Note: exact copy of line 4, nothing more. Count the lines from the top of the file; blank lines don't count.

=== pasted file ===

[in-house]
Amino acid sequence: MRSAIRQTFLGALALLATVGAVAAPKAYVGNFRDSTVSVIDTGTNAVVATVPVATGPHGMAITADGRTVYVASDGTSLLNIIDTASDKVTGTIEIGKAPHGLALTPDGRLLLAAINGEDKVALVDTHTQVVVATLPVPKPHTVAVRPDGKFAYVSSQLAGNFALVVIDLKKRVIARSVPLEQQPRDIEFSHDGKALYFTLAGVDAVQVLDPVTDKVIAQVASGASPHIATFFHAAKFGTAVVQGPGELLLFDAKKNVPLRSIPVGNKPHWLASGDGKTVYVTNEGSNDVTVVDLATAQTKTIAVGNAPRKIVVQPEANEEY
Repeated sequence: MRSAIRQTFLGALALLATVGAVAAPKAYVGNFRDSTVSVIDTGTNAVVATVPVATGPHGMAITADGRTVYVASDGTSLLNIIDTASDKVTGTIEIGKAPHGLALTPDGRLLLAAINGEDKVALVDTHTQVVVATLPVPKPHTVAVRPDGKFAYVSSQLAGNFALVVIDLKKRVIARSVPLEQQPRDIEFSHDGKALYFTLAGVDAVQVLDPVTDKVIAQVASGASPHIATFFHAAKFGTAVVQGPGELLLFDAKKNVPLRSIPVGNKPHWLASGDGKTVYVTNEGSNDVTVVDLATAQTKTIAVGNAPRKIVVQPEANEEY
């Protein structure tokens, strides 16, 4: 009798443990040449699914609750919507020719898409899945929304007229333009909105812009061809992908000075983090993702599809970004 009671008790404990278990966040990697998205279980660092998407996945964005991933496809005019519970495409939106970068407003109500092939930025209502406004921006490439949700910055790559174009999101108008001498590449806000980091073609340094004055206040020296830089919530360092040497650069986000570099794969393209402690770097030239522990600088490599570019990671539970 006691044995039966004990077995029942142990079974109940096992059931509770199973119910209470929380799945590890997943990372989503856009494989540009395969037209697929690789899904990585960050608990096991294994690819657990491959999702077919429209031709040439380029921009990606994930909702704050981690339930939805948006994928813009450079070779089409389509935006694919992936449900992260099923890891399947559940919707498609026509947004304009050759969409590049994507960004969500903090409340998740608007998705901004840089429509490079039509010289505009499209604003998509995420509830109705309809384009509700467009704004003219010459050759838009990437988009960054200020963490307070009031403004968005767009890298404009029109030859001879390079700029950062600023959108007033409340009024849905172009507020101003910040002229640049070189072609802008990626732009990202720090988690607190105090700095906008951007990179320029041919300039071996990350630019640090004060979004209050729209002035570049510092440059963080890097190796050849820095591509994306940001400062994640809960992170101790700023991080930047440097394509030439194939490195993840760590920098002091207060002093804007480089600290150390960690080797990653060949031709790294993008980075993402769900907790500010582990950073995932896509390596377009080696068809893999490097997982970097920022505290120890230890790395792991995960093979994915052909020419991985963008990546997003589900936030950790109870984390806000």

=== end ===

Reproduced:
């Protein structure tokens, strides 16, 4: 009798443990040449699914609750919507020719898409899945929304007229333009909105812009061809992908000075983090993702599809970004 009671008790404990278990966040990697998205279980660092998407996945964005991933496809005019519970495409939106970068407003109500092939930025209502406004921006490439949700910055790559174009999101108008001498590449806000980091073609340094004055206040020296830089919530360092040497650069986000570099794969393209402690770097030239522990600088490599570019990671539970 006691044995039966004990077995029942142990079974109940096992059931509770199973119910209470929380799945590890997943990372989503856009494989540009395969037209697929690789899904990585960050608990096991294994690819657990491959999702077919429209031709040439380029921009990606994930909702704050981690339930939805948006994928813009450079070779089409389509935006694919992936449900992260099923890891399947559940919707498609026509947004304009050759969409590049994507960004969500903090409340998740608007998705901004840089429509490079039509010289505009499209604003998509995420509830109705309809384009509700467009704004003219010459050759838009990437988009960054200020963490307070009031403004968005767009890298404009029109030859001879390079700029950062600023959108007033409340009024849905172009507020101003910040002229640049070189072609802008990626732009990202720090988690607190105090700095906008951007990179320029041919300039071996990350630019640090004060979004209050729209002035570049510092440059963080890097190796050849820095591509994306940001400062994640809960992170101790700023991080930047440097394509030439194939490195993840760590920098002091207060002093804007480089600290150390960690080797990653060949031709790294993008980075993402769900907790500010582990950073995932896509390596377009080696068809893999490097997982970097920022505290120890230890790395792991995960093979994915052909020419991985963008990546997003589900936030950790109870984390806000």